President Joe Biden has yet another inflation scapegoat: the war in Ukraine. On March 10, in response to new data showing year-on-year inflation hitting 7.9%, Biden characterized the jump as “Putin’s price hike,” pinning 14 months of inflation on a 2-week-old war.

This administration needs to quit the excuses and get to work reversing the trillion-dollar deficits, the war on energy and supply chains, and the bumbling mandates, regulations, and subsidies that drive up prices and drain Americans’ pockets.

When Biden took office 14 long months ago, inflation was running at a 3% annual rate, and prices had risen just 1.4% during the previous year under President Donald Trump. Almost immediately, the administration and its allies in Congress got to work for the activists who installed them, pushing trillion-dollar spending bill and ham-handed executive orders targeting, above all, energy. These drove inflation to 7.9% year-on-year—a 40-year high—long before Russian President Vladimir Putin’s war ever began.

Indeed, this administration has put the American economy on such fragile footing, particularly in energy, that it’s entirely possible that Ukraine could drive prices even higher, as Biden’s anti-energy policies starve the domestic production that could have easily replaced Russian imports.

And so, once again, Biden takes regular crises and turns them into severe crises, then pulls a “c’mon man” when the bill comes due.

The scapegoating is nothing new. For over a year now, Biden’s handlers have been cycling through excuses. First it was COVID-19, then lockdowns, then online shopping. Even global warming made an appearance. After denial comes anger, so it was greedy oil companies, greedy grocery stores, greedy meatpackers to blame for inflation. By Christmas, it was greedy families buying exercise bikes.

Absent from the parade of excuses is what’s actually driving inflation: $6 trillion in deficit spending crashing into supply chains, and energy production crippled by green mandates, labor restrictions, and handouts that took millions of workers off the job when we needed them most.

Biden decimated domestic oil production, stood by while unions held West Coast ports hostage, and threatened vaccine mandates to throw millions more out of work.

As for Ukraine, when Putin invaded on Feb. 23, 2022, annual inflation in the U.S. was already at 7.5%. Indeed, it had taken off immediately after Biden assumed office, 13 long months before Putin rolled his dice.

While 7.9% is a 40-year high, inflation has been much worse in areas where Biden’s regulatory insanity and helicopter money hit hardest: energy, shipping, and supply chains. These hit working Americans much harder, so they’ve driven a lot of the anger. Take energy: before Putin ever invaded, Biden had driven American energy prices up by 25.6%—roughly four times core inflation. How? By slashing domestic production.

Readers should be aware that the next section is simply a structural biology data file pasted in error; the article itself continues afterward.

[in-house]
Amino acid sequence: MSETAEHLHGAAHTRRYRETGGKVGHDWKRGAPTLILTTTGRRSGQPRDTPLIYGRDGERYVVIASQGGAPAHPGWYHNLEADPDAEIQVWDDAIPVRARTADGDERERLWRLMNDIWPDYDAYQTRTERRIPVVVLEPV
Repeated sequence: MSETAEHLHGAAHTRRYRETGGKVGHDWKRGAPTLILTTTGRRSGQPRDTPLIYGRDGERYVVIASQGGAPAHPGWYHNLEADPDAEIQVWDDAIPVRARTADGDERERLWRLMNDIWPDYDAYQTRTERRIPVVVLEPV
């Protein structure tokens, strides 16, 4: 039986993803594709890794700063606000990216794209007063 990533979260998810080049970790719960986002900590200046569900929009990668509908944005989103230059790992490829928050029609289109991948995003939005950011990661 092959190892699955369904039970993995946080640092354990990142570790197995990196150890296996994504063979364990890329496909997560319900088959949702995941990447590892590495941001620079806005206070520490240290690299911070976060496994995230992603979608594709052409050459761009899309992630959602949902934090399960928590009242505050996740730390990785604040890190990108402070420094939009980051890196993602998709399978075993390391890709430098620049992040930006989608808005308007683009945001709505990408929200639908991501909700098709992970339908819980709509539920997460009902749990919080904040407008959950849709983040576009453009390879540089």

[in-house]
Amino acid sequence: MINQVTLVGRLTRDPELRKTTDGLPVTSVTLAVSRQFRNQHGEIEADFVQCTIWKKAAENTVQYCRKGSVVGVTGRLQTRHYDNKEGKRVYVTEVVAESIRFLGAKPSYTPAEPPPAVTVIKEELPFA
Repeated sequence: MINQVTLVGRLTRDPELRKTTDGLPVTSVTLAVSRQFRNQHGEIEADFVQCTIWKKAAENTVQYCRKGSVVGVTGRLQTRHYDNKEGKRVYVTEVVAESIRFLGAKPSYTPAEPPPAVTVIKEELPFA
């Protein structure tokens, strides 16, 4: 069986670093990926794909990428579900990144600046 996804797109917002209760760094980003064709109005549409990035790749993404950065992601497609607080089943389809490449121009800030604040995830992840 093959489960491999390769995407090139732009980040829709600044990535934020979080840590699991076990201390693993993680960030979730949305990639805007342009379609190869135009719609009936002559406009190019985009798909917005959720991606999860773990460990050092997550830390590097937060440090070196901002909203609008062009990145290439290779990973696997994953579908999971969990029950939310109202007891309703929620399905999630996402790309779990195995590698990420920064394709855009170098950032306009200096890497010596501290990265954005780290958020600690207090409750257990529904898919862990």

Biden imposed moratoria on gas leases, canceled the Keystone XL pipeline, and even threatened oil executives with prison for global warming. Just last October, all long before Ukraine, congressional Democrats demanded CEOs of Exxon, BP, Shell, and Chevron tell what steps they’re taking to produce less oil and gas. The White House had actually scheduled a follow-up to threaten the CEOs some more, but canceled last minute as gasoline passed $5, ruining the optics of pressuring oil companies to produce less.

In actual numbers, domestic production dropped by almost a third compared to the Trump-era annual trends in domestic production. That one-third drop represents several times what Russia exports to the U.S. In sum, Biden did everything possible to shut domestic supply, leaving America vulnerable to whatever dictator is on a rampage this week, from Russia to Venezuela to Saudi Arabia.

Far beyond oil, Biden’s anti-production policies and reckless spending have rendered great swatches of our economy fragile, making even Wall Street nervous—Goldman Sachs recently estimated up to a 35% chance of a recession in 2022. If that happens, we will have stagflation for the first time in nearly 50 years.

Biden needs to:

  • Quit playing blame games and man up on inflation, so the rest of the economy can recover.
  • Cut the deficit spending that overwhelms suppliers and lures people out of the labor force, pushing the Federal Reserve into a no-win choice between inflation and a recession that could engender another financial crisis.
  • End the regulatory war on energy and supply chains that continues to sideline millions of barrels of oil and tens of thousands of trucks that we already have, but regulators won’t let us use.

This all will require Biden standing up to the activists, saying no to their demands for environmental and labor mandates, and trillions in vote-buying and crony spending paid for by working Americans.

So far, this administration has been a party for left-wing activists, and it’s been a struggle for the rest of us forced to pay for it. Generational highs in inflation, a weakening job market, and a country lurching from existential crisis to crisis is not what the American people were promised.

We should not have to endure an economy always teetering on a knife’s edge, and that’s all Biden has offered, with the excuses to go with it.

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